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dc.contributor.authorHarbron R.W.en_US
dc.contributor.authorChapple C-L.en_US
dc.contributor.authorO'Sullivan J.J.en_US
dc.contributor.authorLee C.en_US
dc.contributor.authorMcHugh K.en_US
dc.contributor.authorHigueras M.en_US
dc.contributor.authorPearce M.S.en_US
dc.date.accessioned2018-01-26T12:58:02Z
dc.date.available2018-01-26T12:58:02Z
dc.date.issued2018-01-18
dc.identifier.issn1573-7284
dc.identifier.urihttp://hdl.handle.net/20.500.11824/763
dc.description.abstractChildren and young adults with heart disease appear to be at increased risk of developing cancer, although the reasons for this are unclear. A cohort of 11,270 individuals, who underwent cardiac catheterizations while aged B 22 years in the UK, was established from hospital records. Radiation doses from cardiac catheterizations and CT scans were estimated. The cohort was matched with the NHS Central Register and NHS Transplant Registry to determine cancer incidence and transplantation status. Standardized incidence ratios (SIR) with associated confidence intervals (CI) were calculated. The excess relative risk (ERR) of lymphohaematopoietic neoplasia was also calculated using Poisson regression. The SIR was raised for all malignancies (2.32, 95% CI 1.65, 3.17), lymphoma (8.34, 95% CI 5.22, 12.61) and leukaemia (2.11, 95% CI 0.82, 4.42). After censoring transplant recipients, post-transplant, the SIR was reduced to 0.90 (95% CI 0.49, 1.49) for all malignancies. All lymphomas developed post-transplant. The SIR for all malignancies developing 5 years from the first cardiac catheterization (2 years for leukaemia/lymphoma) remained raised (3.01, 95% CI 2.09, 4.19) but was again reduced after censoring transplant recipients (0.98, 95% CI 0.48, 1.77). The ERR per mGy bone marrow dose for lympho-haematopoietic neoplasia was reduced from 0.541 (95% CI 0.104, 1.807) to 0.018 (95% CI - 0.002, 0.096) where transplantation status was accounted for as a time-dependent background risk factor. In conclusion, transplantation appears to be a large contributor to elevated cancer rates in this patient group. This is likely to be mainly due to associated immunosuppression, however, radiation exposure may also be a contributing factor.en_US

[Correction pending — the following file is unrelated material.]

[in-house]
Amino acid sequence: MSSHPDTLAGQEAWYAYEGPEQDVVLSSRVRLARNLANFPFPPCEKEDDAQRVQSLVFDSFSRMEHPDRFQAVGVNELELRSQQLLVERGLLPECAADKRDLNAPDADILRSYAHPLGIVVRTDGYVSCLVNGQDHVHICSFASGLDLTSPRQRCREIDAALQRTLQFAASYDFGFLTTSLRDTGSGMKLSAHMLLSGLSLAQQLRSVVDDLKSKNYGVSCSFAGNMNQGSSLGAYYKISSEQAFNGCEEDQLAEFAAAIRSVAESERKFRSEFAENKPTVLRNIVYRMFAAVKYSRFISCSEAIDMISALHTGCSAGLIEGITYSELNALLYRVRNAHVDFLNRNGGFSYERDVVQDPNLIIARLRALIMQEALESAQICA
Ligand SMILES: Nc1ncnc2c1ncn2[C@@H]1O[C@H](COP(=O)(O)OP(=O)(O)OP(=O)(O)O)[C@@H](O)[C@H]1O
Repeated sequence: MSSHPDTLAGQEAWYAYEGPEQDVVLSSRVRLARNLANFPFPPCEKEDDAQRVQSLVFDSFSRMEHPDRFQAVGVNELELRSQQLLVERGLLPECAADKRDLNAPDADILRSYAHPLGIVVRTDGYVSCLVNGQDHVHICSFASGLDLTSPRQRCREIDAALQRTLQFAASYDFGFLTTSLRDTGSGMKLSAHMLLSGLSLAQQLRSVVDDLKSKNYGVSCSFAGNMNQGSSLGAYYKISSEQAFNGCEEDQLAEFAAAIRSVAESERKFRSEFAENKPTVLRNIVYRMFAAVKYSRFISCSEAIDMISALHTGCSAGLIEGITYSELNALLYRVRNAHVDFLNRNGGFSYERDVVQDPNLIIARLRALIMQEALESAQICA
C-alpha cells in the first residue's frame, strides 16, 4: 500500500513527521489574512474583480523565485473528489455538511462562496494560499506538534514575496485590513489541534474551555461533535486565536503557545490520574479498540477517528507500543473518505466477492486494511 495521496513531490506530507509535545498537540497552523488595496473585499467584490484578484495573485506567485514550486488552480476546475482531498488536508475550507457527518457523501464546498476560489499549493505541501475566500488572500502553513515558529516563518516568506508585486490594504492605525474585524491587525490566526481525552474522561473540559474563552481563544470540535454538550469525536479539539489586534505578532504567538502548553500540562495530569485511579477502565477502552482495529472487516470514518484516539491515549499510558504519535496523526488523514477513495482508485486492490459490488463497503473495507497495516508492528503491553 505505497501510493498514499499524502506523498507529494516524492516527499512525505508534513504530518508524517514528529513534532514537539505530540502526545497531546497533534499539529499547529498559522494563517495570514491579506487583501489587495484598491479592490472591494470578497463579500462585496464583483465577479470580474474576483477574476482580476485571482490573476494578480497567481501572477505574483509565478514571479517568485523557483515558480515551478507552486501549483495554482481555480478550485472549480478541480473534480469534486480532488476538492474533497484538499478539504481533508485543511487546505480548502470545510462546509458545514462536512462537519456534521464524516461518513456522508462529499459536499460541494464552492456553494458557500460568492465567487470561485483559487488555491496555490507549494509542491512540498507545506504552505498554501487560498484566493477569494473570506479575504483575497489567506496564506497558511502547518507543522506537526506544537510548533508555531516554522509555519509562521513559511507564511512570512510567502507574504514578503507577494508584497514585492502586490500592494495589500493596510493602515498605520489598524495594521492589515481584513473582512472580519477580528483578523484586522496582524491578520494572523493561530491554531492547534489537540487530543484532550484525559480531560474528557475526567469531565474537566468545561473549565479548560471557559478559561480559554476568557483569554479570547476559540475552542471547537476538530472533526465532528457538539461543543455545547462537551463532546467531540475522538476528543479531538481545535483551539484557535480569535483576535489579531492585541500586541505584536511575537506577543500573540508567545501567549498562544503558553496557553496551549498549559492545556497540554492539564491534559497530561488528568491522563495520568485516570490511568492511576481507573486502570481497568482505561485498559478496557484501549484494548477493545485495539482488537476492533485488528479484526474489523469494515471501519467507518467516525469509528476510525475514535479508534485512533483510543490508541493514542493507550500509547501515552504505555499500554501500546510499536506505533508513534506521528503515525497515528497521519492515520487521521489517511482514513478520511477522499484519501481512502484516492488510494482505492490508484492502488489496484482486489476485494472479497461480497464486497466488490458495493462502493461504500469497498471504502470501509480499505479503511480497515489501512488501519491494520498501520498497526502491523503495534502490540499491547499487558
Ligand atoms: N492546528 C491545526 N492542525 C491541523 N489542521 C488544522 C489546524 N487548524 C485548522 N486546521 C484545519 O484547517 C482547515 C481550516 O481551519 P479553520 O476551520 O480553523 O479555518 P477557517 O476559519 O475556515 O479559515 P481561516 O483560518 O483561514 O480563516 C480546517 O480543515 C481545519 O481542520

dc.formatapplication/pdfen_US
dc.language.isoengen_US
dc.publisherEuropean Journal of Epidemiologyen_US
dc.rightsinfo:eu-repo/semantics/openAccessen_US
dc.rights.urihttp://creativecommons.org/licenses/by-nc-sa/3.0/es/en_US
dc.subjectCardiacen_US
dc.subjectRadiation exposureen_US
dc.subjectDoseen_US
dc.subjectTransplanten_US
dc.subjectCanceren_US
dc.titleCancer incidence among children and young adults who have undergone x-ray guided cardiac catheterization proceduresen_US
dc.typeinfo:eu-repo/semantics/articleen_US
dc.typeinfo:eu-repo/semantics/publishedVersionen_US
dc.identifier.doi10.1007/s10654-018-0357-0
dc.relation.publisherversionhttps://link.springer.com/article/10.1007/s10654-018-0357-0en_US


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